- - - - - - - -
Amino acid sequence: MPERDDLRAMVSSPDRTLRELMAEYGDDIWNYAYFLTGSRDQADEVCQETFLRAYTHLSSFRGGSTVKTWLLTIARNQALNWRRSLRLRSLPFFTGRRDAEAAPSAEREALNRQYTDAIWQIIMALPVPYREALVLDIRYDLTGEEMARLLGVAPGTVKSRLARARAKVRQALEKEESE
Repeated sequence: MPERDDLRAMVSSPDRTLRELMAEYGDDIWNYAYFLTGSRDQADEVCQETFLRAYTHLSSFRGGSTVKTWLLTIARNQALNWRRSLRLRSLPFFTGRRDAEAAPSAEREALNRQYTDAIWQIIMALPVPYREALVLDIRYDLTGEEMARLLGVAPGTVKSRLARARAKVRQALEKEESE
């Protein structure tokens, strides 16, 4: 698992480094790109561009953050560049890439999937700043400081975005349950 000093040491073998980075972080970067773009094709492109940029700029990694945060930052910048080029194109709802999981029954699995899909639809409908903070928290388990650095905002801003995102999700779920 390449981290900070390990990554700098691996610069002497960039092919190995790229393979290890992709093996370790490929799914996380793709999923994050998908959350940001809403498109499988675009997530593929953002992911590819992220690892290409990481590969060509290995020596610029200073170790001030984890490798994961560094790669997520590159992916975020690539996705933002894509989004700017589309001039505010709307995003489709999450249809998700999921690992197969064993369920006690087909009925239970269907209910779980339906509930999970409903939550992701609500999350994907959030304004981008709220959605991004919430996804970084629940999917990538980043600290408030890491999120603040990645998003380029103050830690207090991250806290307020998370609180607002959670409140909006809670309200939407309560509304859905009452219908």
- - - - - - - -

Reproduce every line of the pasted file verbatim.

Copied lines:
Amino acid sequence: MPERDDLRAMVSSPDRTLRELMAEYGDDIWNYAYFLTGSRDQADEVCQETFLRAYTHLSSFRGGSTVKTWLLTIARNQALNWRRSLRLRSLPFFTGRRDAEAAPSAEREALNRQYTDAIWQIIMALPVPYREALVLDIRYDLTGEEMARLLGVAPGTVKSRLARARAKVRQALEKEESE
Repeated sequence: MPERDDLRAMVSSPDRTLRELMAEYGDDIWNYAYFLTGSRDQADEVCQETFLRAYTHLSSFRGGSTVKTWLLTIARNQALNWRRSLRLRSLPFFTGRRDAEAAPSAEREALNRQYTDAIWQIIMALPVPYREALVLDIRYDLTGEEMARLLGVAPGTVKSRLARARAKVRQALEKEESE
């Protein structure tokens, strides 16, 4: 698992480094790109561009953050560049890439999937700043400081975005349950 000093040491073998980075972080970067773009094709492109940029700029990694945060930052910048080029194109709802999981029954699995899909639809409908903070928290388990650095905002801003995102999700779920 390449981290900070390990990554700098691996610069002497960039092919190995790229393979290890992709093996370790490929799914996380793709999923994050998908959350940001809403498109499988675009997530593929953002992911590819992220690892290409990481590969060509290995020596610029200073170790001030984890490798994961560094790669997520590159992916975020690539996705933002894509989004700017589309001039505010709307995003489709999450249809998700999921690992197969064993369920006690087909009925239970269907209910779980339906509930999970409903939550992701609500999350994907959030304004981008709220959605991004919430996804970084629940999917990538980043600290408030890491999120603040990645998003380029103050830690207090991250806290307020998370609180607002959670409140909006809670309200939407309560509304859905009452219908």